What follows is an excerpt from a handout shared by expert facilitator Lisa Heft at the 2006 NCDD conference called “Shared Thoughts Don’t Always Need Responses – But They Do Deserve Witness: Using Witness Circles to Invite a Different Kind of Dialogue and Sharing.” In the handout, Lisa summarizes the description of inquiry circles (i.e. NCDD’s Reflective Panel) from Leilani Henry’s article, “Dialogue Inquiry Panel”, which mentions her innovation to the method of an inquiry circle process originating from the education and counseling fields in the U.S. in the 1960’s and 70’s as well as from the work of Glenna Gerard of the Dialogue Group, designer of an inquiry circle process introduced in the 1980’s. Leilani created the model during the summer of 2004 for the Colorado Peace and Social Justice retreat, and Lisa witnessed the reflective panel Leilani ran at the 2004 NCDD conference.
“Instead of a presentation by a ‘panel of experts’ or thought leaders, this method has been used to share diverse ideas as a way to weave together thought and experience. Leilani writes of using an Inquiry Circle “…to share individual perspectives…in the form of an open ended question[s]. Different perspectives, personalities, assumptions and positions quickly surface during the inquiry. What is extremely useful is that the panel ends up reflecting deeply instead of debating with each other or advocating a certain point. The questions each of them asks, as they listen to the other leaders, provide new and rich material that the rest of the community can then turn to for smaller conversations.
Rehearsal of this Dialogue Inquiry Panel is critical to the process… in order to [help the panelists] become familiar with this type of communication and presentation. The rehearsal gives panel members the confidence that their viewpoints can come out, even if they are not making points directly, as they would if they were presenting or having a debate.”
She continues: “When used for a question-based panel, “…each panel member does a five minute presentation on their work, with no Q & A. The facilitator begins the Inquiry Circle with the first open ended question, for example: ‘What is next for the Dialogue and Deliberation field to have a greater collective impact on the work of our time?’ Opened ended questions begin with phrases such as: I wonder what would be possible if….or how can we…..or what would happen if….? The person next to him/her responds very briefly to the question with what came to their mind as they heard the question. It may not be the answer or even a direct link to the question, it is simply a response to what came up for them as they listened to the question.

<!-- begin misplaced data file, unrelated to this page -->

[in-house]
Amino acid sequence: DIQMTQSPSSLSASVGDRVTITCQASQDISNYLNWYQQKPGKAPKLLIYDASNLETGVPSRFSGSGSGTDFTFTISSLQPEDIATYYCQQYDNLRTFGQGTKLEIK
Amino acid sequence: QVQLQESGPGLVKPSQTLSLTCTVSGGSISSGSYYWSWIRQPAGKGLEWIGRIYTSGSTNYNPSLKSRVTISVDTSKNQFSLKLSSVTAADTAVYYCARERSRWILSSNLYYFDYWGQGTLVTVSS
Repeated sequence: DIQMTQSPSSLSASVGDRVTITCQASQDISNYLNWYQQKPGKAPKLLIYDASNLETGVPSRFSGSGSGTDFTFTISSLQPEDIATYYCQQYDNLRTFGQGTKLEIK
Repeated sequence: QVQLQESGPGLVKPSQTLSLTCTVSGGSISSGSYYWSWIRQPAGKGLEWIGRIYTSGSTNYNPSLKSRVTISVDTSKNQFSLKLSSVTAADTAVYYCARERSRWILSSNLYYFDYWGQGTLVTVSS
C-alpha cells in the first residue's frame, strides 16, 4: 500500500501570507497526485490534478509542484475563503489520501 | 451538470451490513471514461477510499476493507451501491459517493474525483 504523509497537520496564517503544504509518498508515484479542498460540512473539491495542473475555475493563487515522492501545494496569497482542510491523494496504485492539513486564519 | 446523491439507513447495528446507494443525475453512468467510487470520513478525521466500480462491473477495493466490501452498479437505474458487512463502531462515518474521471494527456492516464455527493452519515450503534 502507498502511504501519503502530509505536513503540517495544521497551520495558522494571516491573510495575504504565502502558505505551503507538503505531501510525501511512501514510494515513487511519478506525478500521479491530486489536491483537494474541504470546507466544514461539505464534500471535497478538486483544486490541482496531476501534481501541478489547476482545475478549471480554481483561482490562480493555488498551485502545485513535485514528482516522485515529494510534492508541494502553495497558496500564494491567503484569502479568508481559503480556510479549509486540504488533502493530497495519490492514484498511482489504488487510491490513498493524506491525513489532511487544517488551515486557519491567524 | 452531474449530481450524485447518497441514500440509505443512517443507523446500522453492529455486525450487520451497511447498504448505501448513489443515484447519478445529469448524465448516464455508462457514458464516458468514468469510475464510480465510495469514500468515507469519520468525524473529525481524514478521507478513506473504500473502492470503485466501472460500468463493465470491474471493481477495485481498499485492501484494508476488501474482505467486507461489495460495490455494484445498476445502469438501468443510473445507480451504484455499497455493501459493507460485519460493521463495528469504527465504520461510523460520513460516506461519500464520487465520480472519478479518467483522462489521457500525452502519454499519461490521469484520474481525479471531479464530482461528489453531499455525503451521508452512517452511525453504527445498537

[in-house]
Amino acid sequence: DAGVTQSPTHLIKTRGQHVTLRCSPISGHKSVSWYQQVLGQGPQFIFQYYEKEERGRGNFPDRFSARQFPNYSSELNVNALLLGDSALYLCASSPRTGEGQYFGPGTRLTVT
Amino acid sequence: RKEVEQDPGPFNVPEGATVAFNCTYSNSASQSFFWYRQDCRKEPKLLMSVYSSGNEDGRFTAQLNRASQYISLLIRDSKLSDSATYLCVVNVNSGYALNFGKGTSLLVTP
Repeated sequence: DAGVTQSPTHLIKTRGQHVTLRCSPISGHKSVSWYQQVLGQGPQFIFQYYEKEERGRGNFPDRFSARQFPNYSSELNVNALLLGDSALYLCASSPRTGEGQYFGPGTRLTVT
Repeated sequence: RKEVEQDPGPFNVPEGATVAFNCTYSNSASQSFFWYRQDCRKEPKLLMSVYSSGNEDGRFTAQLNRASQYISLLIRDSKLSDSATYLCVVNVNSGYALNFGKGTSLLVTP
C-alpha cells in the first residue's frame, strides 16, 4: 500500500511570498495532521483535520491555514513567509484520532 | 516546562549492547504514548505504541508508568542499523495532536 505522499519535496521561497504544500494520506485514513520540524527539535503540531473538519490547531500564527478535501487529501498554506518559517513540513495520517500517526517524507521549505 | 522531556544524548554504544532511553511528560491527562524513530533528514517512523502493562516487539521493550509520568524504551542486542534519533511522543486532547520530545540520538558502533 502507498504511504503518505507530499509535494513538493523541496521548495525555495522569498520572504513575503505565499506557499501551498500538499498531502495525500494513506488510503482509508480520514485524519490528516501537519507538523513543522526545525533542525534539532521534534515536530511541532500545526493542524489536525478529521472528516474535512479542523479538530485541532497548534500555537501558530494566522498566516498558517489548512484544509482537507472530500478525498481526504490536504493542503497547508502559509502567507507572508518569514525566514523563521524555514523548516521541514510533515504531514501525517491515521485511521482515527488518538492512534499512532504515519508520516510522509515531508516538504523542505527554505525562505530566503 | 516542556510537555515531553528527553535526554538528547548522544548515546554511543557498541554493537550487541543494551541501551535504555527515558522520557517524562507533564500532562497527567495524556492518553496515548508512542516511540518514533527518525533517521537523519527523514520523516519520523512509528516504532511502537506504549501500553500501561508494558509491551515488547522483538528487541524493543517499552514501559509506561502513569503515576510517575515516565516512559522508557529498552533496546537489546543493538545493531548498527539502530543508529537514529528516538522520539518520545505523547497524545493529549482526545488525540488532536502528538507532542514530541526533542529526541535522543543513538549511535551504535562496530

For example: If the question is ‘I wonder what makes the sky blue?’ The correct answer would speak to the interplay of molecules, sunlight, moisture etc. Basically, one would give the scientific answer. However, rather than searching for the correct answer, a response would be ‘That reminds me of what keeps me living in Colorado, where the sun shines over 300 days per year. It is very inspiring to live here. I wonder what keeps people inspired when they experience rain most of the time, such as the pacific northwest coast?’ The next person responds to the question, allowing themselves time to breathe in the question, pondering what comes up for them as they reflect on that question. Each person follows in that format, until the last person responds and then ends on an open ended question.
The advantage of responding vs. answering opens up the possibilities for learning to emerge, to use the part of the brain that ponders rather than finds the correct answer. It also allows the circle to hear new thinking and experience. It is important to note that as you ask the question, you are building collective intelligence for the whole group or community to ponder, rather than trying to “stump” the person next to you with a cool or difficult question. The question is really asked to the circle, and the person next to you is simply a channel for that particular question.”
Community Inquiry: “After the panel, the rest of the community begins in circles or tables of up to 10, the first person starts with an open ended question. It makes it simple to go around clockwise, until the last person responds and ends with an open ended question."